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Comment Re:Why not just base it off Debian? (Score 1) 109

Debian unstable (sid) - up-to-date, but unstable

Sid isn't as up-to-date as the name suggests.
My biggest issue with Debian is that it's only a cyclical rolling release, not a true one. When the feature freeze comes 'round, it affects sid as well as testing. Keep in mind that the freeze lasts for 6+ months (the current one has been 8 so far - http://wiki.debian.org/DebianWheezy), and happens once every 2 years; at least 25% of the life cycle is spent in freeze. This is equivalent to being stuck on the previous release of Ubuntu. e.g. I'm still using KDE 4.8, despite 4.10 coming out last month.

Freezing makes sense for testing, since it becomes the next stable, but there's no reason that sid/unstable should be frozen as well.

Comment Re:Because it isn't ergonomic (Score 1) 298

Squishy doesn't necessarily mean soft - tactile feedback is different to actuation force.

I used to have a Microsoft Multimedia Keyboard, but after half a decade of use, the keys became so stiff that it started hurting my hands to type with it. I tried buying one of the newer Microsoft keyboards to replace it, but the tactile feedback was so horrendous I returned it immediately. I bought a mechanical (Das) keyboard shortly afterwards, and it actually had a lower actuation force that the Microsoft keyboard, and my typing speed has improved significantly since I got it.

I agree absolutely that you need a decent keyboard if you want to type quickly, but I question your assessment of actuation force; I'd say it's more a matter of preference.

Comment Re:Canonical swirling down to irrelevance. (Score 1) 354

Same here. Debian Sid is great when Testing isn't frozen, but then it stops being fun for far too long. If I wanted to run Stable, I'd run Stable, and if I want to run a rolling distro, I'd rather not run some slow-moving, semi-stable slush.

Seconded. I've heard aptosid improves things slightly, but a lot of the packages I'm interested in aren't there (e.g. KDE). I've considered setting up a VM to automatically source packages from the Ubuntu repos and recompile them for Debian - not sure how well that would work. (If there's an existing repo that does this, please let me know.) Even a list of repos like this one would be quite useful.

Comment Re:IP Address, Car... (Score 1) 189

There is a flaw in this analogy that none of the sibling posts seem to have picked up on: only one person can (legally) display a given number plate / be in control of a car at once, whereas multiple people can and do share IP addresses. A better analogy would be "just because a person is on a bus does not mean they are guilty of infringements committed on that bus."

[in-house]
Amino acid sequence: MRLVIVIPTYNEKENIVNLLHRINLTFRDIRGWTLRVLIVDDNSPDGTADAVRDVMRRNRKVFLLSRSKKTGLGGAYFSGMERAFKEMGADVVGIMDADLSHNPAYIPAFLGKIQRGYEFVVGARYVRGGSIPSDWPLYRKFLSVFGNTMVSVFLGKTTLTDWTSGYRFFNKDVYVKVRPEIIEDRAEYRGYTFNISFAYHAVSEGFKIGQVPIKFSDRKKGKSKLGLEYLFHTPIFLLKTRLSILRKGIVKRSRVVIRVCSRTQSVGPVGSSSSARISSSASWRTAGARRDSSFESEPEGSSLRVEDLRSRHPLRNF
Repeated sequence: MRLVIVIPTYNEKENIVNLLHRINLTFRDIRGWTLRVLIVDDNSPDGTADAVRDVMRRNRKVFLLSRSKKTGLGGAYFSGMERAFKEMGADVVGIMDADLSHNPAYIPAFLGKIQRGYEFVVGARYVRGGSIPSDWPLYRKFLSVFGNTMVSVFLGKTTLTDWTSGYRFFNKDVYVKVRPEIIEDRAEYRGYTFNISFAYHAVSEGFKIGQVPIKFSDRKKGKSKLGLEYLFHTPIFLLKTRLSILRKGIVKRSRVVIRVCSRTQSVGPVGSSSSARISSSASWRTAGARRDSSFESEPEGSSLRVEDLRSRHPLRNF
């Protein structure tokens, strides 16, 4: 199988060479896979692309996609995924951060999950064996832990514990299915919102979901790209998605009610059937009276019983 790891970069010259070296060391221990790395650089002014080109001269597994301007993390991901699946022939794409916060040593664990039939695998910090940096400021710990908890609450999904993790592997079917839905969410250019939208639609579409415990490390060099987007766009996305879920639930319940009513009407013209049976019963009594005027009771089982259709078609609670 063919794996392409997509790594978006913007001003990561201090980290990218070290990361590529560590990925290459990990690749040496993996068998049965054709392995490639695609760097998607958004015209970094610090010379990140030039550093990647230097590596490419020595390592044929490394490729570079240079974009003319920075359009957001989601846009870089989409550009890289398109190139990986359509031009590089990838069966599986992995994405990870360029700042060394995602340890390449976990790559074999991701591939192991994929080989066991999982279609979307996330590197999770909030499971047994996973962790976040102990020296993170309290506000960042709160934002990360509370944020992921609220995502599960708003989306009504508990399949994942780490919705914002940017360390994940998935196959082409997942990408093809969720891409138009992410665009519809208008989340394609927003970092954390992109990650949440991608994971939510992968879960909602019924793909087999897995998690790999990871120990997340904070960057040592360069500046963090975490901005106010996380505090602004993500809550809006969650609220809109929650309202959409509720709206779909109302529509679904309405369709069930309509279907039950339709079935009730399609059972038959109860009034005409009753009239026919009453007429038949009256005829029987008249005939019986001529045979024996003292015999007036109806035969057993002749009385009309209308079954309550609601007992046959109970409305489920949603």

Comment Re:Anyone who doesn't think that... (Score 1) 1313

So, when there's not enough work to go around, what do we do? Do we let 98% starve (lazy bastards), 1% work as slaves and then 1% live like God-Kings? Do you know an alternative? I'm anxious to hear a solution that doesn't boil down to socialism.

What's wrong with socialism? It seems to be working fine for the Nordic countries.

Comment Re:Will they be releasing source? (Score 1) 107

Ubuntu has been surprisingly close to the chest on this effort. I haven't seen any source code come out for this, or for their Ubuntu for Android work. If they release the source for this, it will be ported to a plethora of devices in a very short time period. There is a very active community of developers on xda-developers.com who would be all over this.

So it makes me wonder, if they plan on releasing source at all, or if this will be some closed-source fork, and thus useless.

There's not much that needs to be ported, really. All the Ubuntu-specific stuff is in userspace, so it can be used as is or with a recompile at most. The bit that differs between phones is the kernel, and that's where the bulk of the effort will be in targeting other phones (either in modifying the Android kernel to function like the mainline Linux kernel, or merging the drivers into the mainline kernel).

Comment Re:Not a problem with Ubuntu Phone (Score 1) 92

Gnome used C because there was and is a large group of people who hate C++ and think C a superior language to develop in. It wasn't anything to do with avoiding competition for developers.

I never said that they made the decision for that reason; simply that that was the reason it happened. If KDE had used C, it's likely that many of the people drawn to Gnome during its formation would have been those who preferred C++.

Comment Re:Not a problem with Ubuntu Phone (Score 1) 92

Why do developers seem to pick technologies based on that they ARE NOT what the other guy uses, rather than what benefits they provide? This seems to be the hallmark of the GTK-ish community.

The GTK community was created around that very notion. KDE pre-dated GTK, but used the Qt framework which at the time was published under the controversial QPL (it wasn't until 2000 that Qt was published under the GPL). GTK arose partly as a response to this, and since KDE used C++, using C mitigated the risk of the two projects competing for developers.

The more two competing open source projects use the same technologies, the less distinct their identities. Whether this is a good thing or not depends on how much diversity you prefer.

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